The result of this is that I am operating within a highly competitive niche with no clear focus for articles. I have given myself too many choices and therefore am struggling to focus my energies, trying to be a jack of all trades so to speak.
I have now found an area within the niche that I know a little and I am comfortable writing about. Even though I have excluded a large part of the available traffic, the focus is there allowing me to grow into an authority on the subject.
Mistake Three: Don’t for gods sake rewrite any PLR materials for your niche money site
I made the mistake of trying to cheat and rewrite some PLR articles I got my hands on. I rewrote them to be 100% unique and pulled in some other content for good measure. This as you can imagine took some time. Time that could have been spent researching and writing real, fresh content.
I added content and uploaded to WordPress as each page was written. Very quickly I started to get indexed by Google and my terms were appearing in webmaster tools. I was happy. Even though my rankings were not good, Google was displaying my pages for the terms I had optimised for. It would only get better from there, right?
Wrong. Suddenly the search queries vanished into thin air. I was down to 14 or so from over 40 over the start of the month. I was left scratching my head.
I had done no aggressive link building and had only submitted my site to a few directories along with a cheeky link or two from my personal blog. Nothing that would remotely trigger any Google wrath…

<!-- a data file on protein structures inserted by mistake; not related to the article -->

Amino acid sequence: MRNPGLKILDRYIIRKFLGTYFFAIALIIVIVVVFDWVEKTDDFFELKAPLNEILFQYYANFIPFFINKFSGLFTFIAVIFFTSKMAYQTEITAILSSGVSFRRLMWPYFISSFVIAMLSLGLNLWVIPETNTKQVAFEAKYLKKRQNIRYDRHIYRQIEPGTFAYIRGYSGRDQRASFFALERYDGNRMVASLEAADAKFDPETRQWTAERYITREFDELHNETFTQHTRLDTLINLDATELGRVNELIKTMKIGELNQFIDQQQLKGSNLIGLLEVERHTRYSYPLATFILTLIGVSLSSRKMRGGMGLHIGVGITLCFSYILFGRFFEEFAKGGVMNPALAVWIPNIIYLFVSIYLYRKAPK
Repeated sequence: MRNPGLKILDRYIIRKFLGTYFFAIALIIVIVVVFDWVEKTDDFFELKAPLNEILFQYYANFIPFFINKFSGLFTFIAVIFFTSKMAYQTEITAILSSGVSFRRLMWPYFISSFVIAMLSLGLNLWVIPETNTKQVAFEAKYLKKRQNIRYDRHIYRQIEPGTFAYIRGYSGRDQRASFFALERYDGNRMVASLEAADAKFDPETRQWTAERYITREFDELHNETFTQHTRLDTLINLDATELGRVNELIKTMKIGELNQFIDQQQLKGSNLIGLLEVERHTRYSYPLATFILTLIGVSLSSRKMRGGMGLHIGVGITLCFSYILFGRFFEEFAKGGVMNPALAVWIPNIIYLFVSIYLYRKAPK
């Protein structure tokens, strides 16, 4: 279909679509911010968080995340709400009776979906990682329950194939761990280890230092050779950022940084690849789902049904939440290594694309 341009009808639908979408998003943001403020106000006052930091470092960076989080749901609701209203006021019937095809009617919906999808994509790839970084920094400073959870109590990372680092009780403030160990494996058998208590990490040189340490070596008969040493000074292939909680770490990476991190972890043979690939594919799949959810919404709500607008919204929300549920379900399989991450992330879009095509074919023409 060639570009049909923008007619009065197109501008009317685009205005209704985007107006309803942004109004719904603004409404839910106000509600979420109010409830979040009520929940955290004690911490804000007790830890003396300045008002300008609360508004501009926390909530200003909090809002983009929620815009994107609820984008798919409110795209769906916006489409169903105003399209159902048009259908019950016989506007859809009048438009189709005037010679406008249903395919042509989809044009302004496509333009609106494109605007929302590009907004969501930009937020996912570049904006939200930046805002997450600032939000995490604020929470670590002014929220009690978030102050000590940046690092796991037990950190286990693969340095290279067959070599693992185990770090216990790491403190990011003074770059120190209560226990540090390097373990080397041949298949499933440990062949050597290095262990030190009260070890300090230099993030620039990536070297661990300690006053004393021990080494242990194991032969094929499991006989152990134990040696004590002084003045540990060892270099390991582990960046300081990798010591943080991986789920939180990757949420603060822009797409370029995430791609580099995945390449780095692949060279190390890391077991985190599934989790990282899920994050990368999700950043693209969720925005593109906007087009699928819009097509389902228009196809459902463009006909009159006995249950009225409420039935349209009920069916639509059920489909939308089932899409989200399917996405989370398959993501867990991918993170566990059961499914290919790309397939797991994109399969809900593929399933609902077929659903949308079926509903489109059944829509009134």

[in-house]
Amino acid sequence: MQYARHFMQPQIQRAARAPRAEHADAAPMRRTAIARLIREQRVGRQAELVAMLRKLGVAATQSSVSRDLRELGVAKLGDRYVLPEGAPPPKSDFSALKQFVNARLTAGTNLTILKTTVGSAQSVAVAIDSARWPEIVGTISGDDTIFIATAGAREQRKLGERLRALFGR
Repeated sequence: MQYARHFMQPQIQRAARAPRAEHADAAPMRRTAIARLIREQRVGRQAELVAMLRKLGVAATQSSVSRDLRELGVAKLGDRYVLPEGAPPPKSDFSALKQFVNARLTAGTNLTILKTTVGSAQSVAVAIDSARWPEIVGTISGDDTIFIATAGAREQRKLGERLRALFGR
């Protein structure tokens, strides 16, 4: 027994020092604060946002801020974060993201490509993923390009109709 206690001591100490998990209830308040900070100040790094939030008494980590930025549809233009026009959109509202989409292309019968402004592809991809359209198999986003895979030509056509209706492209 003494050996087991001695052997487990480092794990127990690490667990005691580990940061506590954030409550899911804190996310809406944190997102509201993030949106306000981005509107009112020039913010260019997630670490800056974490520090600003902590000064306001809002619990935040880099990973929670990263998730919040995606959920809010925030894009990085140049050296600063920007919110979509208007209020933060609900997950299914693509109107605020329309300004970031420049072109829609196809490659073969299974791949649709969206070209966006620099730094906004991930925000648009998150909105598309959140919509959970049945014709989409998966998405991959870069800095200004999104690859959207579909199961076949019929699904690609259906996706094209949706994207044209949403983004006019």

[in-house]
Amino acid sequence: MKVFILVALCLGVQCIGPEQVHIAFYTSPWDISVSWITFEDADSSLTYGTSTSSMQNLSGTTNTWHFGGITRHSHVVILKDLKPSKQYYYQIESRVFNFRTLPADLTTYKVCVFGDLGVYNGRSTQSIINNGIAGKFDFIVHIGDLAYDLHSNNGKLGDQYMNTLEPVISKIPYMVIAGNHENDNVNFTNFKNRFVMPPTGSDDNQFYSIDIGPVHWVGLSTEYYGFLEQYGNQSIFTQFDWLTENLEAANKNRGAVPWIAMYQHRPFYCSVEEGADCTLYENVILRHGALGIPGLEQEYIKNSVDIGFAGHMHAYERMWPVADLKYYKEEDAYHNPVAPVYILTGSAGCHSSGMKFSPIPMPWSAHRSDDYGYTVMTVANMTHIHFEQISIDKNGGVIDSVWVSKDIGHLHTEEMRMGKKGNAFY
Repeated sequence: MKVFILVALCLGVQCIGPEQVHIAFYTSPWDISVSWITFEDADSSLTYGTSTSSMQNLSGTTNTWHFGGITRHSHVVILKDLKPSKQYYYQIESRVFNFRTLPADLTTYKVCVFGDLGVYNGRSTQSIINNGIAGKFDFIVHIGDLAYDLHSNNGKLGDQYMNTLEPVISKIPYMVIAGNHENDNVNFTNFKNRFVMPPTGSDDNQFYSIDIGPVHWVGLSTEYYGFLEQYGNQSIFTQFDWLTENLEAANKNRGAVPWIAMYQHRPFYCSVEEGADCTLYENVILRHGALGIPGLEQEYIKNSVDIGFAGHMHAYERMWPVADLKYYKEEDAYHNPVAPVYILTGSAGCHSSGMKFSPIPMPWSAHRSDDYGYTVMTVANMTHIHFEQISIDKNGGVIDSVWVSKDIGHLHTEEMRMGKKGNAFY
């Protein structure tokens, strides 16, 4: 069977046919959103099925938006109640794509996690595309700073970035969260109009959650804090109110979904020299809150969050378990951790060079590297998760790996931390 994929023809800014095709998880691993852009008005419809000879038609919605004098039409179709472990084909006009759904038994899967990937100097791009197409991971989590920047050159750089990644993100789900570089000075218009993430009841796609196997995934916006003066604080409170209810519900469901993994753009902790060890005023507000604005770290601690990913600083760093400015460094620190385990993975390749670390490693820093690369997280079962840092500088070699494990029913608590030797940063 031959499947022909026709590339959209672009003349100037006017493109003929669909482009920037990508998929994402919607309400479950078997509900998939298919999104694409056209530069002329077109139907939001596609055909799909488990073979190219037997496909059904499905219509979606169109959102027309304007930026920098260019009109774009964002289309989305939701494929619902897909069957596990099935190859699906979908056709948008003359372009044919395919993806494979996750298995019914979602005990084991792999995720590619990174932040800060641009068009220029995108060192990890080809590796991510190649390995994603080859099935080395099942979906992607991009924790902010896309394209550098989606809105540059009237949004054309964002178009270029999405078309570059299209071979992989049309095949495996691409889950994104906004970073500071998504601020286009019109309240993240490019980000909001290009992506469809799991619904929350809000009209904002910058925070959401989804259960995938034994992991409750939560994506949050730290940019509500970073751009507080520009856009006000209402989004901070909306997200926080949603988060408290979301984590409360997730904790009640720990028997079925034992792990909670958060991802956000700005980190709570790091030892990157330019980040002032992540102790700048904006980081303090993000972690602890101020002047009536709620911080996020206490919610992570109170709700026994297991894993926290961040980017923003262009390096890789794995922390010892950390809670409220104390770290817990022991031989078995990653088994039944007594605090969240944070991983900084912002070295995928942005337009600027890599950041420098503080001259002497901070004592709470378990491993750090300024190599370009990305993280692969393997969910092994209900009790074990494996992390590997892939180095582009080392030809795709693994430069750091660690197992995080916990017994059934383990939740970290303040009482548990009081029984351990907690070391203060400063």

I then realised that the content that that was disappearing from the search queries was the rewritten PLR content. Despite it being “unique”, it wasn’t. Google saw it as rehashed stuff that already existed in one shape for form and dropped it from the index.
Rightfully so, it was giving the user nothing that didn’t exist already.
PLR content has probably been spun to within an inch of its life. If you think that one original article, with careful spinning, can product 500, 75% original versions which are then plastered out via automated software to every web 2.0 site in existence 24/7. And that is just by one person… If 100 IM’ers got there hands on it, well how original do you think any rewrite you do will be and how much importance will Google give to it?
The positive thing is that the search queries that were left showing up was for content that was from my new handwritten from scratch content with the new micro-niche theme.
Basically, Google is making it quite clear what it wants!
Mistake Four: Adding affiliate links on too many pages too early on
Although the Google sandbox doesn’t exist any more, many believe and Matt Cutts has comfirmed that something is built into the Google algorithm that can “turn down” new sites if they trigger any “Spam Alert” filters. This can be based on particular niches, profitable ones especially where there is a history of spamming. For example, Pay Day Loans.
Google will look at new sites and if they trigger any spam flags, will impose a filter, reducing the position in SERPS. These flags could involve looking quality of content, affiliate links and back linking structure. The filter in theory will be lessoned as the new site proves itself to be valid over the coming months.